ON THIS PAGE: You will find a list of common tests, procedures, and scans that doctors use to find the cause of a medical problem. Use the menu to see other pages.
Doctors use many tests to find, or diagnose, breast cancer. They also do tests to learn if the cancer has spread to a part of the body other than the breast and the lymph nodes under the arm. If this happens, it is called metastasis (See the Metastatic Breast Cancer guide for more information). Doctors may also do tests to learn which treatments could work best.
For most types of cancer, a biopsy is the only sure way for the doctor to know if an area of the body has cancer. In a biopsy, the doctor takes a small sample of tissue for testing in a laboratory.
This list describes options for diagnosing this type of cancer. Not all tests listed below will be used for every person. Your doctor may consider these factors when choosing a diagnostic test:
The type of cancer suspected
Your signs and symptoms
Your age and general health
The results of earlier medical tests
The series of tests needed to evaluate a possible breast cancer usually begins when a woman or her doctor discover a mass or abnormal calcifications on a screening mammogram, or a lump or nodule in the woman’s breast during a clinical or self-examination. Less commonly, a woman might notice a red or swollen breast or a mass or nodule under the arm.
The following tests may be used to diagnose breast cancer or for follow-up testing after a breast cancer has been diagnosed.
Imaging tests show pictures of the inside of the body. The following imaging tests of the breast may be done to learn more about a suspicious area found in the breast during screening.
Diagnostic mammography. Diagnostic mammography is similar to screening mammography except that more pictures of the breast are taken. It is often used when a woman is experiencing signs, such as a new lump or nipple discharge. Diagnostic mammography may also be used if something suspicious is found on a screening mammogram.
Ultrasound. An ultrasound uses sound waves to create a picture of the breast tissue. An ultrasound can distinguish between a solid mass, which may be cancer, and a fluid-filled cyst, which is usually not cancer.
MRI. An MRI uses magnetic fields, not x-rays, to produce detailed images of the body. A special dye called a contrast medium is given before the scan to help create a clear picture of the possible cancer. This dye can be injected into a patient’s vein or given as a pill or liquid to swallow. A breast MRI may be used after a woman has been diagnosed with cancer to check the other breast for cancer or to find out how much the disease has grown throughout the breast. Breast MRI is also a screening option, along with mammography, for some women with a very high risk of developing breast cancer (see Risk Factors and Prevention).
A biopsy is the removal of a small amount of tissue for examination under a microscope. Other tests can suggest that cancer is present, but only a biopsy can make a definite diagnosis. A pathologist then analyzes the sample(s). A pathologist is a doctor who specializes in interpreting laboratory tests and evaluating cells, tissues, and organs to diagnose disease. There are different types of biopsies, classified by the technique and/or size of needle used to collect the tissue sample.
Fine needle aspiration biopsy. This type of biopsy uses a thin needle to remove a small sample of cells.
Core needle biopsy. This type uses a wider needle to remove a larger sample of tissue. This is usually the preferred biopsy technique for finding out whether an abnormality on a physical examination or an imaging test is cancer. Local anesthesia, which is medication to block pain, is used to lessen a patient’s discomfort during the procedure.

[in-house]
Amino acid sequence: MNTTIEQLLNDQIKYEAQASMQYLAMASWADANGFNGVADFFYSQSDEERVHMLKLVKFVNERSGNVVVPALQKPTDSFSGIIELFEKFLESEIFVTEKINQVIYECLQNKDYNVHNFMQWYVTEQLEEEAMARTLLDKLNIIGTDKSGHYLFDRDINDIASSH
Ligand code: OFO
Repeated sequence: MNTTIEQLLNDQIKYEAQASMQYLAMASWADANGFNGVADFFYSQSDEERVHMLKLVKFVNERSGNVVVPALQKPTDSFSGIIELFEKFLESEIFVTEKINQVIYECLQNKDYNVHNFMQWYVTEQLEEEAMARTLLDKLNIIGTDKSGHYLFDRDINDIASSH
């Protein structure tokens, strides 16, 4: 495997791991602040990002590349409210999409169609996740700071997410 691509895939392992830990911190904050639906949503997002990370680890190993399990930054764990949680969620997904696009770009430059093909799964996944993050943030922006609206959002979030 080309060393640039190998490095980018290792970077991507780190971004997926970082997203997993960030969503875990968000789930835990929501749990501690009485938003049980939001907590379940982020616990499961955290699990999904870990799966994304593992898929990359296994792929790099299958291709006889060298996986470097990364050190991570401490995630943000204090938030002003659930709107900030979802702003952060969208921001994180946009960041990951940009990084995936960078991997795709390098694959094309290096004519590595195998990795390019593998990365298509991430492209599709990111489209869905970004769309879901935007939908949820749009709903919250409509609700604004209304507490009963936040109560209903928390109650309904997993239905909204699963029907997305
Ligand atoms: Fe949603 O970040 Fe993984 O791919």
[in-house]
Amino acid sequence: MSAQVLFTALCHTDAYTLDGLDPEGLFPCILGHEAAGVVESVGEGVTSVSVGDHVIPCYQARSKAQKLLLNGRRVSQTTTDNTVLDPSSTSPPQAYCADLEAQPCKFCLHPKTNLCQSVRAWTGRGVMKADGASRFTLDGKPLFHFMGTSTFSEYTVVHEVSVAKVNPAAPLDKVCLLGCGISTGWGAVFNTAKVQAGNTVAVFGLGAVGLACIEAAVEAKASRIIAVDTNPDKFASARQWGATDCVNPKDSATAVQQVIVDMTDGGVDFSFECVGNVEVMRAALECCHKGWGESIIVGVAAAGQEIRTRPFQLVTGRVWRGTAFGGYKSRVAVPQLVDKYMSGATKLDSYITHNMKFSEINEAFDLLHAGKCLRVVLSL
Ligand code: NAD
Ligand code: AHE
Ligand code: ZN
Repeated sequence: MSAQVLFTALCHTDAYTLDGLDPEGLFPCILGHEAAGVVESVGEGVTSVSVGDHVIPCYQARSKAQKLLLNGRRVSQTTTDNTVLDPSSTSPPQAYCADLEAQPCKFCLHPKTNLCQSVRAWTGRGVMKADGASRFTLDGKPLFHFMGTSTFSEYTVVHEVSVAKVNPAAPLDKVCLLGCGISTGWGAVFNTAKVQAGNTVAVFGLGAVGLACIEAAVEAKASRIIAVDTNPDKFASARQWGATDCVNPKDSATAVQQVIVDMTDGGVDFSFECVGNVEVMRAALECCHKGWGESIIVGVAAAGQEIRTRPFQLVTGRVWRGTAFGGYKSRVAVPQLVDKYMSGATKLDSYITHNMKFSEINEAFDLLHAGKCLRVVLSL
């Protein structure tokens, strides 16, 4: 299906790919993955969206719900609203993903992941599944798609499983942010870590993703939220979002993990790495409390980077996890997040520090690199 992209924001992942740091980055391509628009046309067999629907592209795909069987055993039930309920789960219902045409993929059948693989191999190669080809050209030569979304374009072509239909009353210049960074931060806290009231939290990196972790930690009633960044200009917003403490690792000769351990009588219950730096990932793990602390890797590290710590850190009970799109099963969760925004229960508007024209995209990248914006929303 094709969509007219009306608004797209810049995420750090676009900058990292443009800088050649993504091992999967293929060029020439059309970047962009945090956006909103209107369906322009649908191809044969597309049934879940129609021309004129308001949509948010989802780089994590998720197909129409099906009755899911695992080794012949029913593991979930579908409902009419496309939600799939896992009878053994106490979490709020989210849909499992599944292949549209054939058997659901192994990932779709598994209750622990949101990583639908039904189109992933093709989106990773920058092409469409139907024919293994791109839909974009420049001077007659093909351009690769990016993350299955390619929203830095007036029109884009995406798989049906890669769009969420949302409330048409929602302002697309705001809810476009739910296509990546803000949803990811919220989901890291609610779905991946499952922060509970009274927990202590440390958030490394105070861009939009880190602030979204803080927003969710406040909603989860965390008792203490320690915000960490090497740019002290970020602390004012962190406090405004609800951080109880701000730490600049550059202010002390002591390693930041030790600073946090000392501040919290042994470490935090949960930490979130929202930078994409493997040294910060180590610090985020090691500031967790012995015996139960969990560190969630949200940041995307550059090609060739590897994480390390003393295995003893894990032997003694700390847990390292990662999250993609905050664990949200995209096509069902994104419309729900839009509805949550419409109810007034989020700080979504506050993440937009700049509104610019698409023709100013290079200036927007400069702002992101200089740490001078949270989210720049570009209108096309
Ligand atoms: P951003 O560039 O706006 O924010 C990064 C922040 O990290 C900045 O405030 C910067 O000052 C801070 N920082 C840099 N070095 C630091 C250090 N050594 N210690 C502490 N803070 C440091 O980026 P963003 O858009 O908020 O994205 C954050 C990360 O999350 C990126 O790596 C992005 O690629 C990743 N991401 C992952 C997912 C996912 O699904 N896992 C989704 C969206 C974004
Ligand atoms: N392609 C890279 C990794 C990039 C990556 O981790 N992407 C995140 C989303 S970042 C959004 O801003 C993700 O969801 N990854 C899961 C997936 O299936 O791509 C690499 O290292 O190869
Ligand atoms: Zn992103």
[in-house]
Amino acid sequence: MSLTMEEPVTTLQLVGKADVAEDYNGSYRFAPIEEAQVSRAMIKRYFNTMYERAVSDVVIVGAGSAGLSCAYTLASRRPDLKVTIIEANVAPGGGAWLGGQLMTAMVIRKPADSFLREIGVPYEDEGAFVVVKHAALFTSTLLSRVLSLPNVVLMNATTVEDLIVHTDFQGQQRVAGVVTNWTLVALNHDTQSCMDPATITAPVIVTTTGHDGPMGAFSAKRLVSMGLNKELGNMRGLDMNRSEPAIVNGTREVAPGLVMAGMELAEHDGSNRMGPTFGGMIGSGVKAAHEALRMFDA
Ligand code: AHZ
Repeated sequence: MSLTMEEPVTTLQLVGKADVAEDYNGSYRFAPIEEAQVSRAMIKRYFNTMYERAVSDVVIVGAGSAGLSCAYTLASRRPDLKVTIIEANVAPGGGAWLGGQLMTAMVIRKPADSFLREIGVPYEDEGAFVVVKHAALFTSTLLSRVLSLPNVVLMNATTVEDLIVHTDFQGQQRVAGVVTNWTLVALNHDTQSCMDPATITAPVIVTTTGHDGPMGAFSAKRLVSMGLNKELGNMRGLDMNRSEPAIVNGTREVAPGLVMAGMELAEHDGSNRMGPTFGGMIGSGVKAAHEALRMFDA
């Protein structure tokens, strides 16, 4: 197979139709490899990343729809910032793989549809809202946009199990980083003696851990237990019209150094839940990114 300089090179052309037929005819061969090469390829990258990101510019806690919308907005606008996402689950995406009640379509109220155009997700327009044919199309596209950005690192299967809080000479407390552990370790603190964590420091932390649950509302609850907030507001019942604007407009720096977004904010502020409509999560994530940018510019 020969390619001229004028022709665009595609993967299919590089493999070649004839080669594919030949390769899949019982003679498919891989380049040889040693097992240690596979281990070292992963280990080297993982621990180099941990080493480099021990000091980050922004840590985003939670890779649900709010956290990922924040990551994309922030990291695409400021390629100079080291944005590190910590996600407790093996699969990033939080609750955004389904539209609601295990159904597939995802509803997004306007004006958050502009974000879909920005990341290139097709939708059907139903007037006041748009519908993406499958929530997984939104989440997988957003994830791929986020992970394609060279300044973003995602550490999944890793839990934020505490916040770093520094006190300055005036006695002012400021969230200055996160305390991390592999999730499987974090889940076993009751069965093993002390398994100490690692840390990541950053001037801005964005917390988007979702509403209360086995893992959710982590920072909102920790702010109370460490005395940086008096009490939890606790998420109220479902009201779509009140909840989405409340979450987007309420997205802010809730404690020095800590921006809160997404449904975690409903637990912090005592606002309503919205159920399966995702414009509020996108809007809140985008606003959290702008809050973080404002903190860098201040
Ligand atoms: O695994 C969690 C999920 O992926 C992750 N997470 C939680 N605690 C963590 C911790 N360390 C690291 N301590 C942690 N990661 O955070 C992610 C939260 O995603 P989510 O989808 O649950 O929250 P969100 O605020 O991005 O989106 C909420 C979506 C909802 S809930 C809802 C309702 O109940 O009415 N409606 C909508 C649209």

Surgical biopsy. This type removes the largest amount of tissue. Because surgery is best done after a cancer diagnosis has been made, a surgical biopsy is usually not the recommended way to diagnose breast cancer. Most often, non-surgical core needle biopsies are recommended to diagnose breast cancer. This means that only 1 surgical procedure is needed to remove the tumor and to take samples of the lymph nodes.
Image-guided biopsy. During this procedure, a needle is guided to the location with the help of an imaging technique, such as mammography, ultrasound, or MRI. A stereotactic biopsy is done using mammography to help guide the needle. A small metal clip may be put into the breast to mark where the biopsy sample was taken, in case the tissue is cancerous and more surgery is needed. This clip is usually titanium so it will not cause problems with future imaging tests, but check with your doctor before you have any imaging tests. An image-guided biopsy can be done using a fine needle, core, or vacuum-assisted biopsy (see above), depending on the amount of tissue being removed. Imaging tests may also be used to help do a biopsy on a lump that can be felt, to help find the best location.
Sentinel lymph node biopsy. This procedure is a way to find out if there is cancer in the lymph nodes near the breast. Learn more about sentinel lymph node biopsy in the Types of Treatment section.
Analyzing the biopsy sample
Analyzing the sample(s) removed during the biopsy can help your doctor learn about specific features of a cancer that help determine treatment options.
- Tumor features. Examination of the tumor under the microscope is used to determine if it is invasive or in situ, ductal or lobular, and whether the cancer has spread to the lymph nodes. The margins or edges of the tumor are also examined and their distance from the tumor is measured, which is called margin width.
- ER and PR. Testing for ER and PR (see Introduction) helps determine both the patient’s risk of recurrence and the type of treatment that is most likely to lower the risk of recurrence. ER and PR are often measured for DCIS as well. Generally, hormonal therapy (see Types of Treatment) works well for ER-positive and/or PR-positive cancers. Learn about ER and PR testing recommendations from ASCO and the College of American Pathologists (CAP).